This is remarkable enough already. But what makes the TRAPPIST-1 system even more special is the relationships between its planets’ orbits. The farthest planet completes one orbit every 18 Earth days, and the next farthest once every 12. What’s 18 divided by 12? That’s 1.5, or 3/2. In other words, in the time it takes the farthest planet to go twice around the star, the next farthest has gone around three times.
We hear sound when the air around us vibrates and those vibrations reach our ears. Vibrations are a bit like orbits — they repeat at a certain frequency (the note A in the middle of a piano, for example, vibrates 440 times per second). What does it sound like when sounds vibrate in that same 3/2 ratio, one sound vibrating twice in the time it takes the other to vibrate three times? As Pythagoras discovered long ago, it sounds lovely. The musical interval which results, the so-called perfect fifth, is one of the fundamental building blocks of harmony — and not only Western harmony. It turns up in traditional music from all around the world, in every possible key. It sounds like this:
Now let’s look at the closest planet to TRAPPIST-1. It orbits the star in only 1.5 Earth days (these orbital periods are short because the system is very compact — all seven planets orbit the star much closer than Mercury orbits the Sun, and the star itself is only about the size of Jupiter). The next closest goes around once every 2.4 days, which gives their orbits a relationship of about 8/5. Now, if one sound vibrates eight times in the time it takes another to vibrate five, we get the interval of a minor sixth, which sounds like this:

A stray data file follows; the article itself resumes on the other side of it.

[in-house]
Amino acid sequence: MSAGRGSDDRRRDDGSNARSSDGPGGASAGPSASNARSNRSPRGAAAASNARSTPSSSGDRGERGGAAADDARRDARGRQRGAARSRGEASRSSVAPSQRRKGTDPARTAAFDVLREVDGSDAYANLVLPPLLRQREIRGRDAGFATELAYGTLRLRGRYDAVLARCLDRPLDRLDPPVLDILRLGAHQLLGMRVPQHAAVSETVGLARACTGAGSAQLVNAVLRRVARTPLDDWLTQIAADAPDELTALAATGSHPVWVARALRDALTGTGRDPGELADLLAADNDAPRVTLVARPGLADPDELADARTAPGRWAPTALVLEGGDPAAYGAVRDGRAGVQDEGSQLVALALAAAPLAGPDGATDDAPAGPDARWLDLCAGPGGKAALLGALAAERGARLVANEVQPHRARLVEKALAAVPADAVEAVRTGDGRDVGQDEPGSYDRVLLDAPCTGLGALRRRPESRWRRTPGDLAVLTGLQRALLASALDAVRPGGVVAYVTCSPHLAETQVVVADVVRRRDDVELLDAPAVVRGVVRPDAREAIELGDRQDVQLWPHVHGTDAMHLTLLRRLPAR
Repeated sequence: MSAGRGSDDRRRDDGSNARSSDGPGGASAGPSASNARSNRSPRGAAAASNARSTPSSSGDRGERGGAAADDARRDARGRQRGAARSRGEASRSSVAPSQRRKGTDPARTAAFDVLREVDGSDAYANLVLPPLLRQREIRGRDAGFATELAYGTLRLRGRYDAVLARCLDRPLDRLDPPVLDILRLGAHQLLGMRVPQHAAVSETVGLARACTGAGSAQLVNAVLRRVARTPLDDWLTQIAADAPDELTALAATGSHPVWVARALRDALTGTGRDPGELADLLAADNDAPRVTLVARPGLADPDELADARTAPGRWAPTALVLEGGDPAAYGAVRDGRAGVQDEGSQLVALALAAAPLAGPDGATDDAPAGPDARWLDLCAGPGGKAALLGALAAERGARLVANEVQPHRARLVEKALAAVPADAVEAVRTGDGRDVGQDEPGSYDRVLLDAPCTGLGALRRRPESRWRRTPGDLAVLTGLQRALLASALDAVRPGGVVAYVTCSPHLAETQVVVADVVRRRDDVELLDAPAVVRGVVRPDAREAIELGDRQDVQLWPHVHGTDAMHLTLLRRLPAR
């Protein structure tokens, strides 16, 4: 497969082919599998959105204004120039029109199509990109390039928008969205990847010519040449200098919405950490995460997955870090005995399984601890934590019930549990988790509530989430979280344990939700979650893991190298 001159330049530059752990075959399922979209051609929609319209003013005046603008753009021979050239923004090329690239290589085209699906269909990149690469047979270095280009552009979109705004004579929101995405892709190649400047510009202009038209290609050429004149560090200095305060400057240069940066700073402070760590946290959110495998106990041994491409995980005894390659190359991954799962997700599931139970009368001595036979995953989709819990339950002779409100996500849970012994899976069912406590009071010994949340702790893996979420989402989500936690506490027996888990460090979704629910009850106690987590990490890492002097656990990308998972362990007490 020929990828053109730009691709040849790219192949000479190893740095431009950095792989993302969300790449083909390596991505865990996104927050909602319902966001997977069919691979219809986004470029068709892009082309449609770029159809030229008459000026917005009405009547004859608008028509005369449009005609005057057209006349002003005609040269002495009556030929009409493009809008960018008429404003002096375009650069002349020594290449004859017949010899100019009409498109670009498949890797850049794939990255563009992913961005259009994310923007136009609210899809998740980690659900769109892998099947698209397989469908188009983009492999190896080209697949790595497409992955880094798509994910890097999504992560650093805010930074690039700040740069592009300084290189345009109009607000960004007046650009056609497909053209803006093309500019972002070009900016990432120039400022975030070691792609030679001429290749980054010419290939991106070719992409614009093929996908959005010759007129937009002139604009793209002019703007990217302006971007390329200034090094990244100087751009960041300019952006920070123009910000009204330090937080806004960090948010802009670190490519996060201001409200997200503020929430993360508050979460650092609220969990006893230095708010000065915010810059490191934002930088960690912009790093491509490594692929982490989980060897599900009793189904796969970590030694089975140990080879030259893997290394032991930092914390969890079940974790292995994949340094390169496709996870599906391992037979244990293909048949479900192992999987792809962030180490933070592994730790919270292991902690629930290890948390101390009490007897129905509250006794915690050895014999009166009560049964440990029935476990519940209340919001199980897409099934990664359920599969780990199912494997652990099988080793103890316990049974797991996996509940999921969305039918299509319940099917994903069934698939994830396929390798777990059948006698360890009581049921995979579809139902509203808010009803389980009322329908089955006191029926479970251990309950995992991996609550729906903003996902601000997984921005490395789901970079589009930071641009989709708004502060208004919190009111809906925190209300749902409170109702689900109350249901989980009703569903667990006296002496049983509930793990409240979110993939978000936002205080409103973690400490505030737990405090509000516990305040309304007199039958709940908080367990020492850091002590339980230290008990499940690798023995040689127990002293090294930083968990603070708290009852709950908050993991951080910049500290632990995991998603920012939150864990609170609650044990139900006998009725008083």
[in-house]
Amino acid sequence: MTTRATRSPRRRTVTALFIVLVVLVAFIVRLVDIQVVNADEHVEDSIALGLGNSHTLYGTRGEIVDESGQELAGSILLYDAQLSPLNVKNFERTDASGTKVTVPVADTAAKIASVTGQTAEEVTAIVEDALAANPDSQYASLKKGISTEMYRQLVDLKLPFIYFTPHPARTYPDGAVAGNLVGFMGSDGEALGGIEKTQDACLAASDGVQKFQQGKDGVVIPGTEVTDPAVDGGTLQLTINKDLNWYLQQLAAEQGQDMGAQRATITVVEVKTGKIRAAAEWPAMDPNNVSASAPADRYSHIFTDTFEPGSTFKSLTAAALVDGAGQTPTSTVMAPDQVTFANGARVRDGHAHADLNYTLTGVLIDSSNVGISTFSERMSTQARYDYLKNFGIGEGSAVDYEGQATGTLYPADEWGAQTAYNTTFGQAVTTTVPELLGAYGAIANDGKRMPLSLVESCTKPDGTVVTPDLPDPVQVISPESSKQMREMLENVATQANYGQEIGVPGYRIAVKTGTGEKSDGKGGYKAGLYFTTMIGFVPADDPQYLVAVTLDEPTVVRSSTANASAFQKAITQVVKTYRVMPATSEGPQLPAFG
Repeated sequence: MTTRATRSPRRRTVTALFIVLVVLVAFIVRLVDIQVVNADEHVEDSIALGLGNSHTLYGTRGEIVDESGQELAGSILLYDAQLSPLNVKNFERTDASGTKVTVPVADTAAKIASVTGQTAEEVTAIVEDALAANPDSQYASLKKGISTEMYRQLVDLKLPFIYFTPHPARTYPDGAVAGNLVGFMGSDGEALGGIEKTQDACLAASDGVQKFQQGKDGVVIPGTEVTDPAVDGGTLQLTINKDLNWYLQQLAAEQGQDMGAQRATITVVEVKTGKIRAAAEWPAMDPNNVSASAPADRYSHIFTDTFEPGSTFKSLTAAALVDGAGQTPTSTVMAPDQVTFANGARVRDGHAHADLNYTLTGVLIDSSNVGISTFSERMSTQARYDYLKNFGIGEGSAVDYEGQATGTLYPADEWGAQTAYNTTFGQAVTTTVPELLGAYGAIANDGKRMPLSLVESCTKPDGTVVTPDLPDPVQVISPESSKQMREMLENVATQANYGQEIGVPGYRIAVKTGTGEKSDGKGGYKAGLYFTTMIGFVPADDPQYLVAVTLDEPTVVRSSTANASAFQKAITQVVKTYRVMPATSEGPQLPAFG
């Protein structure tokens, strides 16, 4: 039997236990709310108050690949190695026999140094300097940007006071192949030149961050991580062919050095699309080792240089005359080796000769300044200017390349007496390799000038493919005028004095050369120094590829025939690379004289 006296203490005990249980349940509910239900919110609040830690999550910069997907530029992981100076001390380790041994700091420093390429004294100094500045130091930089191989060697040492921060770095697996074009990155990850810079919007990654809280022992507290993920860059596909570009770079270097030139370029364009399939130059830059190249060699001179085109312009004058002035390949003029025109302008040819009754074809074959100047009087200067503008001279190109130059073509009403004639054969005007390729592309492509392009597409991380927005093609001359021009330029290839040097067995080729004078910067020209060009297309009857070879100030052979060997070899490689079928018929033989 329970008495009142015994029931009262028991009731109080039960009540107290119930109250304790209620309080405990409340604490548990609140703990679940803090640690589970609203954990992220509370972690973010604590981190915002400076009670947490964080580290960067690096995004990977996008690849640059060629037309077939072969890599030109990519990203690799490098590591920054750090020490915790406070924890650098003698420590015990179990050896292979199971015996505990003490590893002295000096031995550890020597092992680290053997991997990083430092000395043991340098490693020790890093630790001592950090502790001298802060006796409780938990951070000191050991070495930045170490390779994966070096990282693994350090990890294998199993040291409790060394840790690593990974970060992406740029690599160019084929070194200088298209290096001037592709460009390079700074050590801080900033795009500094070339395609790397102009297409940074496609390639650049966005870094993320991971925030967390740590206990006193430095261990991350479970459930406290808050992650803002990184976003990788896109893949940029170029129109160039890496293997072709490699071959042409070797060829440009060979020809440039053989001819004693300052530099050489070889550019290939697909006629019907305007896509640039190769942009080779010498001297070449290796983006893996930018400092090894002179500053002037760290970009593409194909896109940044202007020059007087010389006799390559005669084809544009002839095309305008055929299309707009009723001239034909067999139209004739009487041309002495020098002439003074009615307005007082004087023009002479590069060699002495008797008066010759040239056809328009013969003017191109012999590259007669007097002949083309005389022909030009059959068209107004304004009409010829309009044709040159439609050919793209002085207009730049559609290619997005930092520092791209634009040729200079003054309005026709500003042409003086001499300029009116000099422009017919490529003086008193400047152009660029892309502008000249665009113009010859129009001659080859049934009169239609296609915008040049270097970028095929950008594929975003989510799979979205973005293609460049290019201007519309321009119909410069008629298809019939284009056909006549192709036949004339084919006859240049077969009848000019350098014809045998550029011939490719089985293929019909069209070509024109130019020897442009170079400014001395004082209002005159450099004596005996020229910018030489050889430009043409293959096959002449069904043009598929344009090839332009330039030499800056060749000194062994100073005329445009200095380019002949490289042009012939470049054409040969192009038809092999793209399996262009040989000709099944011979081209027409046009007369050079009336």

This is a less basic interval than the perfect fifth, but it’s still part of the fundamental material of music. Like the perfect fifth, it’s a consonant interval, meaning its sounds seem to belong together; the relationship sounds harmonious to our ears. Let’s pause here for a moment to consider what we’re talking about: that some planets orbiting a star unfathomably far away from us are doing so in a way that sounds good to us. Isn’t that something?
What’s more, we’re capable of hearing relationships like 3/2 and 8/5 in other ways than through harmony. As I’ve written about before, pitch and rhythm are the same thing, expressed at different time scales. We can hear 8/5 as an interval between two pitches, and we can also hear it as a rhythm in which one sound is played eight times in the time the other is played five: